Reconciliation and rectifying the inequalities faced by Indigenous peoples will involve comprehensive action and significant investments but the benefits will be much higher. Education is key, but it is only part of the equation.
Inequalities between Indigenous and non-Indigenous Canadians start at a young age and persist all through life. Indigenous children are twice as likely to die in their first year of life as non-Indigenous Canadians, three times as likely to live in poverty, only a third as likely to get a university degree and almost twice as likely to be unemployed.
Health conditions are also significantly worse for Indigenous peoples, who are seven times as likely to be murdered as non-Indigenous Canadians and can expect to live five to 10 years less on average than non-Indigenous Canadians.
When Indigenous peoples benefit from the same quality of public services, education and opportunities as non-Indigenous Canadians, these economic, health and social gaps narrow significantly.
Better living conditions, economic opportunities and education are essential, and they are also inter– connected. The Truth and Reconciliation Commission revealed how damage from residential schools lasts for many generations. Tens of thousands of Indigenous children continue to be taken from their families and adopted out or placed with foster parents. Indigenous children are still placed in foster care as wards of the state at 25 times the rate of non-Indigenous children.
Living and economic conditions must be improved to prevent this from continuing.
In a recent landmark decision, the Canadian Human Rights Tribunal ruled the federal government discriminates against First Nations children on reserves by failing to provide the same level of child welfare services that exist elsewhere—and then followed up on their decision three months later to press for faster action.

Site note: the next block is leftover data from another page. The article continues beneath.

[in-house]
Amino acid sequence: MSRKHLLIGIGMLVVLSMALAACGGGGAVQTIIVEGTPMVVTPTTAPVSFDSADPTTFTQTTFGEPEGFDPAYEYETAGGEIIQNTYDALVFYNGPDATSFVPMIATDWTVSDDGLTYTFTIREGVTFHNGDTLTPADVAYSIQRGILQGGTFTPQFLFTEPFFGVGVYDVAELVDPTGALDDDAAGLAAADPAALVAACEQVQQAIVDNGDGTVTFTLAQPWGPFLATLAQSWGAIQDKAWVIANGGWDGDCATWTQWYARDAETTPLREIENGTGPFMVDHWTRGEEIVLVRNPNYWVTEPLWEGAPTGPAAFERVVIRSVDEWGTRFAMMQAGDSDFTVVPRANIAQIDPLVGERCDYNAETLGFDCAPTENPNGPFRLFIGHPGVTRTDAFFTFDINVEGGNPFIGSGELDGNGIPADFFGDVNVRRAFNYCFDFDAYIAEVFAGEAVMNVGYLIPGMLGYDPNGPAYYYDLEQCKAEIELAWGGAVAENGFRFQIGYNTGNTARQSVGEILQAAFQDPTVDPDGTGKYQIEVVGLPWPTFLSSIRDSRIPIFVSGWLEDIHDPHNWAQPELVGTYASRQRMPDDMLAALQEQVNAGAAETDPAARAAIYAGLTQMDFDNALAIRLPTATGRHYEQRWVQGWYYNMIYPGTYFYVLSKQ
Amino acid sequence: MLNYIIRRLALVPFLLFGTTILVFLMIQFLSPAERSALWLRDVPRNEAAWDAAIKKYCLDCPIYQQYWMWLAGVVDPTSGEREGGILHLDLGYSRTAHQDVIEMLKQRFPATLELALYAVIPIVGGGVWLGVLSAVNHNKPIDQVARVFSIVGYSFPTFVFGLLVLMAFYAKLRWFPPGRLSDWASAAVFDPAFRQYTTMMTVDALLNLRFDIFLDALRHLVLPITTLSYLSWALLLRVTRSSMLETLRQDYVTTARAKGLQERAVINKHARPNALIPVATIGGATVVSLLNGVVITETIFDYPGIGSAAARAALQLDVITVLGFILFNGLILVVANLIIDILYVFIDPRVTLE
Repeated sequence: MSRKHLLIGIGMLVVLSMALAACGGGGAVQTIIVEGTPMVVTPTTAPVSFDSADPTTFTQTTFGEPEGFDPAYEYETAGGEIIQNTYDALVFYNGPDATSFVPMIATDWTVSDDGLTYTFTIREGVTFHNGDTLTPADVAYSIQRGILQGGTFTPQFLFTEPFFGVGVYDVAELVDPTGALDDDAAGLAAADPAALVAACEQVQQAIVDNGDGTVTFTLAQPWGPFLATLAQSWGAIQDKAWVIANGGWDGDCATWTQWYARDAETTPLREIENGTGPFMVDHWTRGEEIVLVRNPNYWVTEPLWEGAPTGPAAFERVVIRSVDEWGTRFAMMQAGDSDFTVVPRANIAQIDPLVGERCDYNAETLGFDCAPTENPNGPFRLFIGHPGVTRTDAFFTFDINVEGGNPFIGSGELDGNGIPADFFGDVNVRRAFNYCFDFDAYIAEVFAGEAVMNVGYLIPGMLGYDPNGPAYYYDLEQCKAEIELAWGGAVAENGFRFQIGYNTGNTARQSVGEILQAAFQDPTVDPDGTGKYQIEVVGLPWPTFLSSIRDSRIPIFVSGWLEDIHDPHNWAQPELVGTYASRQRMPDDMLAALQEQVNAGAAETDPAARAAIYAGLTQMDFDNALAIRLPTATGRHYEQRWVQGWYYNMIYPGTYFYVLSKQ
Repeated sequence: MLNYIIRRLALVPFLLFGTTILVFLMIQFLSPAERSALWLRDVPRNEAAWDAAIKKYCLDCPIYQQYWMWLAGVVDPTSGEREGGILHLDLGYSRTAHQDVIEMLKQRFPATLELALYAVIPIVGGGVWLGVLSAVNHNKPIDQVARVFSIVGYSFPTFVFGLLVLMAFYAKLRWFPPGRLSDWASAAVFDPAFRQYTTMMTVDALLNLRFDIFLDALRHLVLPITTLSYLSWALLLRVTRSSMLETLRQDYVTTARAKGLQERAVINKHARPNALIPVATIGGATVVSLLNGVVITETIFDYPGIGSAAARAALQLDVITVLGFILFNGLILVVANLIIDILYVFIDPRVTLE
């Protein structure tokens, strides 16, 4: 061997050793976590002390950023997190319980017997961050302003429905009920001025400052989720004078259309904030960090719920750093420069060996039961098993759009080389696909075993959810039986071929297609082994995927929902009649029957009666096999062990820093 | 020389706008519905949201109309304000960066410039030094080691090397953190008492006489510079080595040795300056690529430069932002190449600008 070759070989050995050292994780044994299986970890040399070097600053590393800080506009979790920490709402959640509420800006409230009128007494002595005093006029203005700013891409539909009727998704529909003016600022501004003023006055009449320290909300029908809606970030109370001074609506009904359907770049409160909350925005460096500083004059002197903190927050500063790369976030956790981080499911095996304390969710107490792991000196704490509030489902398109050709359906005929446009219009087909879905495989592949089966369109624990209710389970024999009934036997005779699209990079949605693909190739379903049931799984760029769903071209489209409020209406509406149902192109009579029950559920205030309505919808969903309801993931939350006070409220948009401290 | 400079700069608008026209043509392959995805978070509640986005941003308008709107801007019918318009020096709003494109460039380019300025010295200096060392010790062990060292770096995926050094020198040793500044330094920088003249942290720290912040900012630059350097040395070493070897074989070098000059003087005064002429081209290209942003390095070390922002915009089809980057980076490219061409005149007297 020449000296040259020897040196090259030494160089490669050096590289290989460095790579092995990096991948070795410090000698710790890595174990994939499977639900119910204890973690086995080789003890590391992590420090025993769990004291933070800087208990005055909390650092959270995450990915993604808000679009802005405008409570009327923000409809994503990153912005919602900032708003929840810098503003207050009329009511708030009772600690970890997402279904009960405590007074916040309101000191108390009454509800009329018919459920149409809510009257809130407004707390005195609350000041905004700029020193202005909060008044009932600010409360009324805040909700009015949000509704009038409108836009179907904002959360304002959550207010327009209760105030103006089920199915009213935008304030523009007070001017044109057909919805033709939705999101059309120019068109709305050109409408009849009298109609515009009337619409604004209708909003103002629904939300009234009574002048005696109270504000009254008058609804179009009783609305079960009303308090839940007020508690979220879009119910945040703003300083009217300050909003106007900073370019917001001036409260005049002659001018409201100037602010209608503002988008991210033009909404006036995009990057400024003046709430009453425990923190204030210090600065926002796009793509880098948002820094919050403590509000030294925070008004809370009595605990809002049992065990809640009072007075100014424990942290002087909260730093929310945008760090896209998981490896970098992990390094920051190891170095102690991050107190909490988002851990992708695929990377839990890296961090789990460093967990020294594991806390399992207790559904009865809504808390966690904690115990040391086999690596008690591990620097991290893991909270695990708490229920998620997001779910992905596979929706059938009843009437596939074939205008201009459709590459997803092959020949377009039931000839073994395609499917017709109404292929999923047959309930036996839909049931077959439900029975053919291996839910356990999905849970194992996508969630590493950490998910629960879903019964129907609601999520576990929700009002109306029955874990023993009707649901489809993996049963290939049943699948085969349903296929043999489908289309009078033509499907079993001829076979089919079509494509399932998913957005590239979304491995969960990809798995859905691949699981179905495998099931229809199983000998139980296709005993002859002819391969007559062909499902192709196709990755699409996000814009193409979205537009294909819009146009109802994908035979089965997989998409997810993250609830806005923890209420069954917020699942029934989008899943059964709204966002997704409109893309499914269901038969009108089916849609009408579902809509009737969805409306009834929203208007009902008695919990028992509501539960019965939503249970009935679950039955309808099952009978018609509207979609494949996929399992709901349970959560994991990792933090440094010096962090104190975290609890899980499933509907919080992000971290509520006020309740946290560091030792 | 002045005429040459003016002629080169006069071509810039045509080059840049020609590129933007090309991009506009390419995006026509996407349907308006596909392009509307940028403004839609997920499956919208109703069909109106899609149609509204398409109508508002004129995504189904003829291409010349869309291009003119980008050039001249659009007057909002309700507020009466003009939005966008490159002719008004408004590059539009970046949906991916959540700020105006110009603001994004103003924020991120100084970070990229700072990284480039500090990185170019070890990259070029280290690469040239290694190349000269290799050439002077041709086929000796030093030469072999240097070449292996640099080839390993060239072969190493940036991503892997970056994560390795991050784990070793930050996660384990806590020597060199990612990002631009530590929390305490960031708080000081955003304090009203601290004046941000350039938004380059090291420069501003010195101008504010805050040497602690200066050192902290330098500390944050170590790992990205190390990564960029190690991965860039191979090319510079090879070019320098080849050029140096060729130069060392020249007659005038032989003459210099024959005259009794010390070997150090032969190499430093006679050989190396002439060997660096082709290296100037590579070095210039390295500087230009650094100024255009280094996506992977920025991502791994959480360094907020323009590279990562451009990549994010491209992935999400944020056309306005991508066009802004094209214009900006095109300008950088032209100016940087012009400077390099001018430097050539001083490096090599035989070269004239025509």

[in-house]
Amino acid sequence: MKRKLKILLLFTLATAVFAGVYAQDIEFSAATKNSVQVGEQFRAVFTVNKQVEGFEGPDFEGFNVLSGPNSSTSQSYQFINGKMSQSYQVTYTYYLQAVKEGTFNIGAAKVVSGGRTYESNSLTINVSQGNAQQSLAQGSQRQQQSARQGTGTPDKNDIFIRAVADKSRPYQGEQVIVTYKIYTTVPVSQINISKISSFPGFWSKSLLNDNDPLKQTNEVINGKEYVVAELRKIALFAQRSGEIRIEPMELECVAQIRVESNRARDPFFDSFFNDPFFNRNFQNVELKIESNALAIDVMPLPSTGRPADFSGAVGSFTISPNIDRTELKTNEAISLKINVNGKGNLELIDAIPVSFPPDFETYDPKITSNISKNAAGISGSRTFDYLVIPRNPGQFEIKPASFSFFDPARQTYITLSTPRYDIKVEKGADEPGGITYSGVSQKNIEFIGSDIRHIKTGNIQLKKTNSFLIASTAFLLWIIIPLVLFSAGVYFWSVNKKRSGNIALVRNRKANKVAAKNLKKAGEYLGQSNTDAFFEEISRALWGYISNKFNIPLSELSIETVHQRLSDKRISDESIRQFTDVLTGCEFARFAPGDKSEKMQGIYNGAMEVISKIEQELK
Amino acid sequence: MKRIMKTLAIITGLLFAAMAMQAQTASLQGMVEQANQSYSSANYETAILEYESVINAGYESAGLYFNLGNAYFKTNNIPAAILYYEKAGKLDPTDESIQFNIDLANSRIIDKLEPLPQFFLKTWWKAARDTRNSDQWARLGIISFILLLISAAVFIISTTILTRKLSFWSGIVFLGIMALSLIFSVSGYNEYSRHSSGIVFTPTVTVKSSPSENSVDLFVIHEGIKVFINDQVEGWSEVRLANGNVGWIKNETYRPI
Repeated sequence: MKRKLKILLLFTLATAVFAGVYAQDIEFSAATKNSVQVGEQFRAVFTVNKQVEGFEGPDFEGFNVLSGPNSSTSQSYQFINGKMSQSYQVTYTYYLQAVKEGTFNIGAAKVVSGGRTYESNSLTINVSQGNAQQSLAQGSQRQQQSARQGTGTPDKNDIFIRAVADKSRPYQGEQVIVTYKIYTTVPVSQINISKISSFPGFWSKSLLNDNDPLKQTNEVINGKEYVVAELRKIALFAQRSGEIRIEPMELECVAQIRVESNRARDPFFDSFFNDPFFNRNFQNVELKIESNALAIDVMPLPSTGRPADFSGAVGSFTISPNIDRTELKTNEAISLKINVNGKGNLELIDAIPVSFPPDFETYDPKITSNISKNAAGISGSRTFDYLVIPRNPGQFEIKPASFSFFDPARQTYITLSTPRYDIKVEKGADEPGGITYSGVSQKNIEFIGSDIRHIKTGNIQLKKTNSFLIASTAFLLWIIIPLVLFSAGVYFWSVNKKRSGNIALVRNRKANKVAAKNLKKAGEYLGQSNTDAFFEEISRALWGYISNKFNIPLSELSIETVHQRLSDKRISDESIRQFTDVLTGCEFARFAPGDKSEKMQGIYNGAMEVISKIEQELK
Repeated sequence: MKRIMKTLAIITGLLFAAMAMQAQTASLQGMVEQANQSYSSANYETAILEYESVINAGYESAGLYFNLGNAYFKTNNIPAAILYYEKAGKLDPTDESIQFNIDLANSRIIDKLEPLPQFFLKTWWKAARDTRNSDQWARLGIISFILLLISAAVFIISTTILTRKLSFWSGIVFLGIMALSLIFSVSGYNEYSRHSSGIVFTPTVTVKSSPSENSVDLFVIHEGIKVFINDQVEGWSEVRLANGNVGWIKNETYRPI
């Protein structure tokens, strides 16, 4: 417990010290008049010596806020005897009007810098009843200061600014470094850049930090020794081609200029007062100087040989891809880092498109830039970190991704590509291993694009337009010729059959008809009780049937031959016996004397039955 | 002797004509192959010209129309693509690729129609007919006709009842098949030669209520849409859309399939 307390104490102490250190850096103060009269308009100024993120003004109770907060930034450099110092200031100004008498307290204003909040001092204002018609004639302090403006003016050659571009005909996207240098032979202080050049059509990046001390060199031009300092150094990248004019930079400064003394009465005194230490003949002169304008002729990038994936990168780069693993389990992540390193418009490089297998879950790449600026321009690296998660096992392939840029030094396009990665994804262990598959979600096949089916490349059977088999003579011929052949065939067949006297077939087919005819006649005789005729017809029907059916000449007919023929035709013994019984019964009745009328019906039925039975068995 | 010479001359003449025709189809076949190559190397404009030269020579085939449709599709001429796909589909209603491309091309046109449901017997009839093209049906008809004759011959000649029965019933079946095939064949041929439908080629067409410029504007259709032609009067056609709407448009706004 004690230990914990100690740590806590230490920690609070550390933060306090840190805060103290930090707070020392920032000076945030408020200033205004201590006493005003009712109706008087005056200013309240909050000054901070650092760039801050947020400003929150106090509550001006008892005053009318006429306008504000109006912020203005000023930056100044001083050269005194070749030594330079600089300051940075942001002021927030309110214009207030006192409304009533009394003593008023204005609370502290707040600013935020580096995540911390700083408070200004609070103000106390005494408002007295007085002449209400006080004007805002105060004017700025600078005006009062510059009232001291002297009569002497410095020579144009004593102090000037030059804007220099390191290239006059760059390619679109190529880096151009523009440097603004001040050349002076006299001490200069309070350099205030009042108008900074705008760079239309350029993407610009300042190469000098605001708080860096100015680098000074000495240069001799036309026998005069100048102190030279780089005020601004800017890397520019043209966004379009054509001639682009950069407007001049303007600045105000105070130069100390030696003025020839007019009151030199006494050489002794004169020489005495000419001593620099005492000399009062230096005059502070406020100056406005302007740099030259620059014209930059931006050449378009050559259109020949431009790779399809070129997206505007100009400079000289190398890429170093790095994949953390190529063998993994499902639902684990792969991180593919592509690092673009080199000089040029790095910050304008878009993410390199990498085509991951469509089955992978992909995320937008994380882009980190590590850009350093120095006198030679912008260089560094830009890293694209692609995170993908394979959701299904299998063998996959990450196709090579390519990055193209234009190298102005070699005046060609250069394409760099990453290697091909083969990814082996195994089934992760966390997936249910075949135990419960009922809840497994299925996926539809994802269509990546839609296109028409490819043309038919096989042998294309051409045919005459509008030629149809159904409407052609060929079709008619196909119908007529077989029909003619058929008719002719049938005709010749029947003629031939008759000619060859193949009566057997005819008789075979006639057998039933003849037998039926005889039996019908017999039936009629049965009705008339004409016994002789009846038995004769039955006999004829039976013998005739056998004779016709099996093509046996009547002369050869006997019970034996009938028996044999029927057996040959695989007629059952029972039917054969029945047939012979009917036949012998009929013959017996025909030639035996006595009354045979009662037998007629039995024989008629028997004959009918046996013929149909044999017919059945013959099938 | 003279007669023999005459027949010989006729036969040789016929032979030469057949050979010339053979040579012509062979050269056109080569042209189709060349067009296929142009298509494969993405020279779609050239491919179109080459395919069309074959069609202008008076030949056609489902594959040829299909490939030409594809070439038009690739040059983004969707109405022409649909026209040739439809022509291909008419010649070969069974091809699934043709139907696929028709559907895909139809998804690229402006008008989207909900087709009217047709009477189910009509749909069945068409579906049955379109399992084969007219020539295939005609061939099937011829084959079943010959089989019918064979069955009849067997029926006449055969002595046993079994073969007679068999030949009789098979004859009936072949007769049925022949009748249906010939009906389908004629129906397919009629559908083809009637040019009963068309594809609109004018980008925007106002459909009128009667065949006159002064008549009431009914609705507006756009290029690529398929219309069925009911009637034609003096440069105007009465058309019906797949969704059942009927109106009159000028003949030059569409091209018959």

As Truth and Reconciliation Commission Chair Justice Murray Sinclair has said, while First Nations saw education as a right when treaties were first signed, throughout history it has instead been used as a tool for assimilation.
Education is key, but as with other public services, it must be culturally-appropriate high quality education controlled by First Nations that celebrates Indigenous culture and languages instead of erasing them, and needs to start at a young age. Early childhood education and care programs, such as the very successful Katl’odeeche First Nations Children’s Centre in Hay River, NWT, can make an extraordinary difference for generations to come.
“Reconciliation will not occur overnight. This is not just a problem for Aboriginal people; it is a problem for the entire country,” Sinclair told delegates to CUPE’s 2015 national convention. “Canada has a shameful past. But we don’t need to carry this shame any further, as long as we commit to a relationship of mutual respect originally envisioned in the treaties.”
We all have an enormous amount to gain socially, economically and culturally from diverse Indigenous peoples and communities. In purely monetary terms Canada’s economic output would be $36.5 billion higher and government finances would improve by $17.7 billion in 10 years if these education, labour market and social well-being gaps were eliminated, according to analysis by the Canadian Centre for the Study of Living Standards. But what’s far more important than the economic impact is what we all gain socially and culturally by moving from a relationship of inequality and discrimination to one of greater equality and mutual respect.